Frost damage in the vineyards and ways of prevention

Frost damage in the vineyards and ways of prevention

Luka Marcinkovic

Vineyard manager

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Grapevine (Vitis vinifera L.), while known to be durable and resilient plants, can be sensitive to frost and low temperatures. Resistance to low temperatures is at its highest when the crop is dormant during winter, while most sensitivity is shown when new vegetation grows. 

However, different parts of the plant exhibit various stages of sensitivity to cold temperatures. The flowers are the least cold-resistant plant part and can get damaged at 0 °C; saplings and leaves suffer when the temperature drops below -2 °C and swollen buds at -3 °C to -4 °C. Dormant buds, canes, trunk, and roots are more resistant and are not at risk of damage until temperatures drop to -13 °C or -14 °C.

Nowadays, grapevine plants need to withstand and overcome unfavorable conditions, like frost, more and more often due to climate change. Frost is a coating or layer of ice that is formed when an outside surface cools past the dew point. The most common types of frost are: 

  1. radiation frost, 
  2. advection frost and 
  3. rime 

From the winegrowing perspective, we have autumn, winter, or spring frosts.

Autumn frosts can accelerate the dormancy period, which could potentially weaken the vine.

Winter frost brings some benefits, such as eliminating (freezing) some pests and diseases while frozen water in the soil allows the necessary aeration. 

Spring frosts are the most significant problem for winegrowers. They occur after winter dormancy when vines enter the budburst stage and are more sensitive. Lately, we are seeing higher temperatures at the end of winter, causing an earlier start of the vegetative cycle and leaving vines more vulnerable to frost damage.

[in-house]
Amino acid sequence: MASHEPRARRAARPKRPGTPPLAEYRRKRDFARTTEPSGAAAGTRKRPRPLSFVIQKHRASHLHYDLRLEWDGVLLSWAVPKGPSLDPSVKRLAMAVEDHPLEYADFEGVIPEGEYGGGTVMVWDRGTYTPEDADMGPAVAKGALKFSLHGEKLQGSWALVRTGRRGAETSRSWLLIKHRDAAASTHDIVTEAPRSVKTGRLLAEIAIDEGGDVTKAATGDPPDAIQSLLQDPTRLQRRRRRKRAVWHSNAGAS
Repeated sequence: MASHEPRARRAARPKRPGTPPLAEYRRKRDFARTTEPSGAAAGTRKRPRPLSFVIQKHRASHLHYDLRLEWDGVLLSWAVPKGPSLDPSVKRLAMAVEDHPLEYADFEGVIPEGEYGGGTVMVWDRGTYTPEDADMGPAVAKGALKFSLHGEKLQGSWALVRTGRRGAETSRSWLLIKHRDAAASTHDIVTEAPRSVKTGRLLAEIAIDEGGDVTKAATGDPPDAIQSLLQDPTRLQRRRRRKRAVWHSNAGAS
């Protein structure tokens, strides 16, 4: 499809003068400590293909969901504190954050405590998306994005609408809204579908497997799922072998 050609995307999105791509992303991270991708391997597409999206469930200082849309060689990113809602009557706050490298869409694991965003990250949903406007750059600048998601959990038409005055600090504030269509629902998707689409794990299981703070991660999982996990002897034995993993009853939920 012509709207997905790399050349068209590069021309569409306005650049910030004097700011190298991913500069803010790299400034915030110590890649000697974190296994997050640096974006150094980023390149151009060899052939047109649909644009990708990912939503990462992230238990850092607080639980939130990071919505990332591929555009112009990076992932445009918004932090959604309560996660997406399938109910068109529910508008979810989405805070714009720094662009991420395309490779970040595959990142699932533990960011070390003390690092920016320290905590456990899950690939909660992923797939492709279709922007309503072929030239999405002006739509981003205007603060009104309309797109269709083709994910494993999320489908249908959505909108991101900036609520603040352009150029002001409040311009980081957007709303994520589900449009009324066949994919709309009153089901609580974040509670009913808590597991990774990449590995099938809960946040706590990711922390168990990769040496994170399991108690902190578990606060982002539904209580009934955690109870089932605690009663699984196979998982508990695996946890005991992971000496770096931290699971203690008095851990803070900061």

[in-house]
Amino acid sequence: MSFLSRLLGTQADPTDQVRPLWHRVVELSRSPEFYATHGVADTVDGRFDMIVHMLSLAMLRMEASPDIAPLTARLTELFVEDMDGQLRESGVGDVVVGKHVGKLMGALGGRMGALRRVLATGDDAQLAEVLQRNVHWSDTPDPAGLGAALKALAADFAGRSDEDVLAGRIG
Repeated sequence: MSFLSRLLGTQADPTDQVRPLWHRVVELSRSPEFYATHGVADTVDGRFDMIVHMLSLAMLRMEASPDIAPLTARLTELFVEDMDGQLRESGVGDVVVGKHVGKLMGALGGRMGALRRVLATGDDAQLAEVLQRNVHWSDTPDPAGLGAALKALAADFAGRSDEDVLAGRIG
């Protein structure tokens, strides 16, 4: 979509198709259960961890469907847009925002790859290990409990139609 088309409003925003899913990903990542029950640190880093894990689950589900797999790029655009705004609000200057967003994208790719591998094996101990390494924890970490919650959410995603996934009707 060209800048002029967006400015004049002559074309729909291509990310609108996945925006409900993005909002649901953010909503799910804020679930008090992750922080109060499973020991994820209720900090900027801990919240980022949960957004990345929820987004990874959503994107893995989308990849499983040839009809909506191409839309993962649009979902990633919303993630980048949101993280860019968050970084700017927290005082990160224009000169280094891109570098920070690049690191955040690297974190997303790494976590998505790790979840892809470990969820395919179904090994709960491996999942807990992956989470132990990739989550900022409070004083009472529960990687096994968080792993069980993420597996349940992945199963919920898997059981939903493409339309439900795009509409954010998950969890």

The damage that frosts can cause can be severe. If primary buds are damaged, then a secondary, dormant bud will grow. However, the shoot that grows from dormant buds could not be fruitful, depending on the variety and conditions of the previous season. It is safe to say that by having primary buds damaged, we’re definitely losing yield. 

Frost Protection of the Vineyard – How to protect grapevines from frost

When it comes to frost protection, passive and active strategies are available. 

Passive solutions involve methods that do not require energy input into the system (windmills, heaters) and do not modify the vineyard climate. 

Where possible, protection should start as prevention. 

One of the first recommended measures is site selection (for planting the vineyard: if we have a choice, vines should not be planted in closed valleys with insufficient aeration or at high altitudes).

At the locations where frost is a common phenomenon (especially during Spring), the farmer is advised to choose resistant varieties and rootstocks or/and varieties that go into the budbreak phase later. For example, Chardonnay is known as an early bud break variety. According to studies, popular and internationally used varieties like Cabernet Sauvignon, Sauvignon Blanc, Syrah, and Tempranillo tend to enter the bud break stage at least seven days later than Chardonnay.

Furthermore, agrotechnical measures and the way we’re executing them can have a beneficial effect on frost and cold temperature resistance. By choosing to prune a bit later, we are making vines more resistant than the ones pruned earlier. In addition, pruning later leads to later bud break, which can be helpful in “escaping” frost. Opting for a taller training scheme is desirable in areas where we can expect late frosts. 

Active measures against frost

There are a number of ways to fight frost once we know it’s inevitable; some of the most common ways are heating, irrigation, and using wind. However, these methods come at certain financial costs, advantages, and challenges. It is important to know that depending on the type of frost, the location (and slope) of the vineyard, and the knowledge of the grower and the vines, different measures (or groups of measures) can be more suitable than others. Before choosing your frost protection, you are strongly advised to get support from a local licensed agronomist.